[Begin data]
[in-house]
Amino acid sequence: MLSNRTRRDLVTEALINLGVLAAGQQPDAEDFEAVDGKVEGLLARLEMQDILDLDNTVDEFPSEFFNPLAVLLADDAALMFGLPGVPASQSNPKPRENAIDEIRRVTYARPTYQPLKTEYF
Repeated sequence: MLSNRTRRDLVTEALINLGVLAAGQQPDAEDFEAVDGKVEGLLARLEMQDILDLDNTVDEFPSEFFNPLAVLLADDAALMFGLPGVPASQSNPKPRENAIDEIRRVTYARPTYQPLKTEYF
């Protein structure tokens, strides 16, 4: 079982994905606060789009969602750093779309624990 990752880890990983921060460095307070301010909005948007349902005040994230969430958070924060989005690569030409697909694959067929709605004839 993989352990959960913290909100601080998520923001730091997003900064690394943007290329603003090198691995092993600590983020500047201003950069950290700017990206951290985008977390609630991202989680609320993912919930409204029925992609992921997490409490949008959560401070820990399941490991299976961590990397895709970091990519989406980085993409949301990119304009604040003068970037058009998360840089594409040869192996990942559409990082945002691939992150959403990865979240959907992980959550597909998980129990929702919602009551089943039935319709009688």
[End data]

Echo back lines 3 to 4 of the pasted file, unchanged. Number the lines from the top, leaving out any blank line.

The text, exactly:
Repeated sequence: MLSNRTRRDLVTEALINLGVLAAGQQPDAEDFEAVDGKVEGLLARLEMQDILDLDNTVDEFPSEFFNPLAVLLADDAALMFGLPGVPASQSNPKPRENAIDEIRRVTYARPTYQPLKTEYF
């Protein structure tokens, strides 16, 4: 079982994905606060789009969602750093779309624990 990752880890990983921060460095307070301010909005948007349902005040994230969430958070924060989005690569030409697909694959067929709605004839 993989352990959960913290909100601080998520923001730091997003900064690394943007290329603003090198691995092993600590983020500047201003950069950290700017990206951290985008977390609630991202989680609320993912919930409204029925992609992921997490409490949008959560401070820990399941490991299976961590990397895709970091990519989406980085993409949301990119304009604040003068970037058009998360840089594409040869192996990942559409990082945002691939992150959403990865979240959907992980959550597909998980129990929702919602009551089943039935319709009688």